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The bloody battle of website defacement: “ISIS” hackers vs. WordPress
By Nimrod Luria
Police and FBI are investigating defacement attacks on numerous North American websites in which attackers placed an ISIS flag banner on website home pages and played an Arabic song in the background, as reported by NBC News.
The sites appear to have one thing in common: they are all built on the WordPress content management platform.
WordPress is by far the most popular CMS. As of February 2015 over 23% of the websites in the world are built on WordPress. WordPress is an Open Source platform that offers thousands of third-party plugins, causing it to be extremely vulnerable, with hundreds of thousands of web-based attacks executed every year.
In 2014 a bug in MailPoet, a WordPress mail plugin, resulted in 50,000 sites being hacked by injecting a PHP backdoor. SoakSoak, one of the most publicized WordPress attacks in 2014, took advantage of a bug in a popular slider plugin and as a result over 100,000 sites were hacked. More recently, Slimstat, an analytics plugin, was found to be vulnerable to attacks exposing over 1M WordPress websites.
According to NBC, the alleged ISIS attacks were made by mainstream hackers who used the ISIS names to gain attention. They executed a defacement attack, in which hackers change the appearance of a web page. Defacement is executed via a Web-based attack such as a SQL injection, which introduces malware to change the site’s its appearance or by malware introduced from inside the network; for example: an employee distributing it from a flash drive. The malware then scans the internal network for Web servers and once found, it changes their IP to the attacker’s server IP, directing visitors to the attacker’s servers.
Eliminating Defacement in WordPress sites
Eliminating defacement attacks on a WordPress site is extremely difficult because of the vulnerable nature of the platform. Administrators should continuously check for the appearance of unknown files and directories and monitor them for changes.
Patching: the most conventional and straightforward approach is patching. WordPress and its plugin providers issue patches that fix security bugs once they’re discovered. Security administrators and website administrators should keep WordPress and its plugins always updated to the latest versions.
However, patching does not guarantee security because it cannot protect against zero-day attacks. Both SoakSoak and the MailPoet attacks are undocumented, zero-day exploits. These vulnerabilities were unknown prior to the event, and the plugin providers were obviously not prepared with a patch. Once a zero-day vulnerability is discovered, security managers and website owners are exposed to attacks until a patch is, hopefully, provided.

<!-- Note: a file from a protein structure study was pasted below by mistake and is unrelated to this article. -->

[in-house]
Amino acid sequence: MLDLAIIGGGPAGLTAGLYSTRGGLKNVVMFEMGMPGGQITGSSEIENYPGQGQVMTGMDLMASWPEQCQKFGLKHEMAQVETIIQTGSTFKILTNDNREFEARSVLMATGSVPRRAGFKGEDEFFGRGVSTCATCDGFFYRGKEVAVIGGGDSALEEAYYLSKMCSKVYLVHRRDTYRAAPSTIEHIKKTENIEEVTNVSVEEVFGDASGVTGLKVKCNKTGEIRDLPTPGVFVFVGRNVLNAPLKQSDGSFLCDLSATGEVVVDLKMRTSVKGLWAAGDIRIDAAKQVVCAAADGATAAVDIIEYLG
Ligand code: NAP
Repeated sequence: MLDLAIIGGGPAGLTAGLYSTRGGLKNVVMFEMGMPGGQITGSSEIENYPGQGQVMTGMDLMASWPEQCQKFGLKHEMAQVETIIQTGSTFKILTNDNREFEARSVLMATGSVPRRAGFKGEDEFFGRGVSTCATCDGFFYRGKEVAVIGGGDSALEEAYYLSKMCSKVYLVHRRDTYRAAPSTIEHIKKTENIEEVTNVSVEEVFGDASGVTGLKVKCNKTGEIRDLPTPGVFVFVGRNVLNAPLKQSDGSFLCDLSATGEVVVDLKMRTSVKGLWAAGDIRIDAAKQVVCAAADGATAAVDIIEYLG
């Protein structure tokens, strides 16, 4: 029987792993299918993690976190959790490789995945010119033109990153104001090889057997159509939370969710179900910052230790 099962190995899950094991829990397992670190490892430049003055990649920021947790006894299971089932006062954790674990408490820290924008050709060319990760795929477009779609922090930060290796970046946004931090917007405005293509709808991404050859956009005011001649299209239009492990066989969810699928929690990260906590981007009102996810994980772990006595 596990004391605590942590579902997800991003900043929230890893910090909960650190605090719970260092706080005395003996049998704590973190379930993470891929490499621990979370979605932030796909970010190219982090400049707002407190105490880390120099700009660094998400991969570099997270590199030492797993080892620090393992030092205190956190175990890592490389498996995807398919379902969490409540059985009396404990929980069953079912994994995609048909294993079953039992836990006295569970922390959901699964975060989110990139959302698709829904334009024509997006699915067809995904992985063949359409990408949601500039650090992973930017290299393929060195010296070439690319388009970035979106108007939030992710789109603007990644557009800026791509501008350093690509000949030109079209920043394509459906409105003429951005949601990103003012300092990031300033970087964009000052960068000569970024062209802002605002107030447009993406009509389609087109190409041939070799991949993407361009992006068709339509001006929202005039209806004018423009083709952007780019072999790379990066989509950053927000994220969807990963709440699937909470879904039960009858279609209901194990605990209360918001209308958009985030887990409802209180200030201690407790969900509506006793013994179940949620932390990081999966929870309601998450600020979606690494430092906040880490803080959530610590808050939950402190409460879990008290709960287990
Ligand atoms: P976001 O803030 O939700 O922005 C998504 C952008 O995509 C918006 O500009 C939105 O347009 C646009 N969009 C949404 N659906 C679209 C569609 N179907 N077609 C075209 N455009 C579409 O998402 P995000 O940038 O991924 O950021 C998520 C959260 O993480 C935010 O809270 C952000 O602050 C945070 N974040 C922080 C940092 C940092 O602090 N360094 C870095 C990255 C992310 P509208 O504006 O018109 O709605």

Read-only Web Server Account: Web administrators can reduce the risk of defacement by limiting the web server account to read-only permissions.
Using Security Solutions
Using best practices may eliminate SQL injections, but they will not prevent other exploits such as unhardened web servers allowing hackers to access WordPress administrator permissions.
Security solutions offer the most comprehensive and advanced options for eliminating zero-day defacement attack. They monitor web pages for changes and generate alerts at any sign of potential defacement. Some of their features are:
Color Persistence Monitoring: the security solution would generate a color stamp for the page and monitor it. Unexpected changes may be a sign of defacement and will be alerted. However, the color test is unlikely to detect banner insertion, as in the defacement of the DRCC site hack.
DOM Inspection: inspecting the document object model (DOM) before serving a page to a user will reveal changes to page structure indicating defacement.
Digital Signing and Monitoring of Web Pages: Advanced Web Application security solutions scan the site and generate a comprehensive digital signature based on multiple properties such as resource structure, amount external resource count, number of scripts on the page and additional information combined to validate page authenticity. Any unplanned changes will immediately be alerted.
Auto-protection: advanced defacement protection will not only alert but revert to a valid version of the site or, even better, will serve a secure, cloud-based version of the site that cannot be altered at all and completely eliminates defacement.
Avoiding False Positives: avoiding false positives is a key consideration when evaluating defacement mitigation solutions as valid changes to the website may trigger alerts or can be blocked. To avoid false positives, solutions must combine multiple measure of defacement identification and mitigation out of the list above.
Nimrod Luria is Sentrix co-founder and CTO. He is one of Israel’s most respectable visionaries on the topic of Web security. Nimrod led Microsoft Israel’s ACE team, and divisions of the European ACE groups, in charge of defending Microsoft’s core infrastructure, and was named a Microsoft MVP. Nimrod led security divisions across enterprise, government and military sectors and founded several cyber security companies. His most recent security startup, Q.rity, was acquired by Ness, a Citigroup company. Nimrod is an international Web security authority, a frequent speaker and panelist at OWASP forums, infosec, techready, RSA and tech-ed. Nimrod holds an MBA from the University of Derby.